HomeNewsClimate Devastation: Wildfires in Eastern Canada Twice as Likely Thanks to Climate Change

Climate Devastation: Wildfires in Eastern Canada Twice as Likely Thanks to Climate Change

As Canadians move into the summer months, increasingly intense and prolonged wildfires in the East and other regions of the country bring the often-unspoken link between climate change and natural disasters into stark relief.

Although these fires endanger both people and property, analyzing the seasonal weather patterns may inform how they take shape in the future. Recently, scientists have identified a relationship between the increasing odds of warm, dry temperatures and climate change-related warming in a study that assessed the unprecedented severity of the wild fires that burned in Eastern Canada in 2016.

The study reveals that climate change has increased the odds of the 2016 birding conditions by at least double what they would have been under historical climate patterns. It is estimated that over 1.3 million hectares burned across Canada in 2016, the second-largest recorded area.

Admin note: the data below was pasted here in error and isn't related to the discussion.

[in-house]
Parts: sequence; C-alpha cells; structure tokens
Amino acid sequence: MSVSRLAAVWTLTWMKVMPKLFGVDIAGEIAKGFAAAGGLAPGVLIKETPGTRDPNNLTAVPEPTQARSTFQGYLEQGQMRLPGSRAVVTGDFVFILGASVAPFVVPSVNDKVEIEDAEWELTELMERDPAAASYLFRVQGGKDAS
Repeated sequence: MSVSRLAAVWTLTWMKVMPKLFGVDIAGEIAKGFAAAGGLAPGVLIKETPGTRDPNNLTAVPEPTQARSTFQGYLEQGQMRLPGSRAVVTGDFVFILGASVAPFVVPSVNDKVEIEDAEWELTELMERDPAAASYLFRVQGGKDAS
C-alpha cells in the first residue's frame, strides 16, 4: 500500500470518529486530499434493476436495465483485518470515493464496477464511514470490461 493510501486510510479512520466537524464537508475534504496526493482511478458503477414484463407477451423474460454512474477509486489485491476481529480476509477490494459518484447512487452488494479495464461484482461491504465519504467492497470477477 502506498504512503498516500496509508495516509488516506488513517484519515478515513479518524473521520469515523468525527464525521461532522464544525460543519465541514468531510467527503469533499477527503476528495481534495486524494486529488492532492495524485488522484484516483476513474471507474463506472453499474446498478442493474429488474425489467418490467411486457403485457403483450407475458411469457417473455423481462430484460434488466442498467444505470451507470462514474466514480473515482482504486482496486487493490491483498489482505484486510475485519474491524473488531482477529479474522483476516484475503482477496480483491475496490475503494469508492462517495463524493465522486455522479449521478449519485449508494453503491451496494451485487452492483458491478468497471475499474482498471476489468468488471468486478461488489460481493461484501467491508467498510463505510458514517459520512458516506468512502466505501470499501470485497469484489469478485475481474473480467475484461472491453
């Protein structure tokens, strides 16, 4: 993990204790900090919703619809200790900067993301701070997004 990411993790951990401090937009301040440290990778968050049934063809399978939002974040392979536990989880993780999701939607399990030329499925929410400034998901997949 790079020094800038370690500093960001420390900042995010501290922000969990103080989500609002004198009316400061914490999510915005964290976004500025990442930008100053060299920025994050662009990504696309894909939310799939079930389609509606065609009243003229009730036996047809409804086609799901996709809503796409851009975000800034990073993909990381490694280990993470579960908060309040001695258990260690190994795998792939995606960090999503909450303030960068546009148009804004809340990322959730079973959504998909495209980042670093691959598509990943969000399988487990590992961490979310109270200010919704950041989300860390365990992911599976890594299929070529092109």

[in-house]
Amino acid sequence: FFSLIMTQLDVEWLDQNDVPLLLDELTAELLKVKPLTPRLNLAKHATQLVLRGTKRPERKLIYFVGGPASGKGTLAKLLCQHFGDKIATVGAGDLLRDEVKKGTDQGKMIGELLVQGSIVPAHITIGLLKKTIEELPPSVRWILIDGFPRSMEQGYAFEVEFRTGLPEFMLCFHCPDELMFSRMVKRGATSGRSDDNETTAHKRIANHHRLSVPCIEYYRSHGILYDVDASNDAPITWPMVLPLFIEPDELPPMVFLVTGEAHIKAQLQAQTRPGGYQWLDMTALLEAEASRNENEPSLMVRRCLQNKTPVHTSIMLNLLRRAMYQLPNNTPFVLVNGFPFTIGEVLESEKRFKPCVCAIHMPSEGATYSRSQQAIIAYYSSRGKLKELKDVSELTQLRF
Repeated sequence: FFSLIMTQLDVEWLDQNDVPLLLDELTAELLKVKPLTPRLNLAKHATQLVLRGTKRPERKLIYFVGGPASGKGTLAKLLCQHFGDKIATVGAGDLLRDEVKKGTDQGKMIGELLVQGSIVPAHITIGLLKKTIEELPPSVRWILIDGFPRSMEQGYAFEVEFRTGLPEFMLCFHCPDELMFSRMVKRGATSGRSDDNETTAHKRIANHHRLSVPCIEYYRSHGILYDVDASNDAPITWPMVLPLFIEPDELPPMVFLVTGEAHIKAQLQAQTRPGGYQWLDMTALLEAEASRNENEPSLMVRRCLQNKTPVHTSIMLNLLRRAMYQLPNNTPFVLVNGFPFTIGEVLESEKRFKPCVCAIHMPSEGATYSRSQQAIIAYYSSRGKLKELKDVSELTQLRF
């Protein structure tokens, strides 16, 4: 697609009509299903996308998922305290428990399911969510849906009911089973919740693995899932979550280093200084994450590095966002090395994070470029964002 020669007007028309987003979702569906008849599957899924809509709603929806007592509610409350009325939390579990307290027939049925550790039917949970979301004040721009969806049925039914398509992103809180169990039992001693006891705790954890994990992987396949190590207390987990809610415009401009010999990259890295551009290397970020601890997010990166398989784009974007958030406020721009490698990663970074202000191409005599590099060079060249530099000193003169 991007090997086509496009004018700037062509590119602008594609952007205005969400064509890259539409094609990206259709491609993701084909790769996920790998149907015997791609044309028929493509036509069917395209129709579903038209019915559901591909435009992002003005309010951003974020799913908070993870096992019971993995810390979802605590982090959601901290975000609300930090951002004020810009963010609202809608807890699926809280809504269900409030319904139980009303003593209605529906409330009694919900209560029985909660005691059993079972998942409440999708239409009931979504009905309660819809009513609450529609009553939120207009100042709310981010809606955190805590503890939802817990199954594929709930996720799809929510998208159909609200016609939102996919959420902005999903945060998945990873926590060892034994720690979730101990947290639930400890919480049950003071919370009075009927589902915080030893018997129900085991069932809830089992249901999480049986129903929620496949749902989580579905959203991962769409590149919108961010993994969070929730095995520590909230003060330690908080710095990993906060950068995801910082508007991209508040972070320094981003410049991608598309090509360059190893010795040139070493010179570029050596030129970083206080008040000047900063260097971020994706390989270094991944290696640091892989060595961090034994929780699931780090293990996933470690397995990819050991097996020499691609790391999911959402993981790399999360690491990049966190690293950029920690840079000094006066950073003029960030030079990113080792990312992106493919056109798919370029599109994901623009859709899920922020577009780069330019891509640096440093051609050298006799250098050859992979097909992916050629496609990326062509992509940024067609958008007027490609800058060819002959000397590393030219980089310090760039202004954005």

Researchers stated that the warmer air and drier fuels were primary contributing factors to the length and intensity of the wild fires. The greatest relative increases in extreme fire weather occurred in June and July, with large regions of Ontario, Quebec, and the Maritime Provinces experiencing extremes not seen before 2016.

Not only did these conditions lead to a higher intensity of fires, but their rapid spread across an intense area made the event especially catastrophic. The researchers concluded that even if there were no changes in weather patterns due to climate change, the region would still have experienced spring and summer weather conditions favourable for wild fires happening at about half the likelihood that occurred in 2016.

In the future, local agencies should develop risk-management strategies to cope with increasingly extreme fires that are becoming a growing risk due to climate change. These agencies can create early warning systems, ensure access to protective gear, and inform the public of the dangers associated with these deadly events.

Ultimately, the 2016 fires serve as a reminder that climate change is taking tangible, destructive form, and the devastation should highlight the urgent need for stronger action and regulation against rapidly worsening climate threats.

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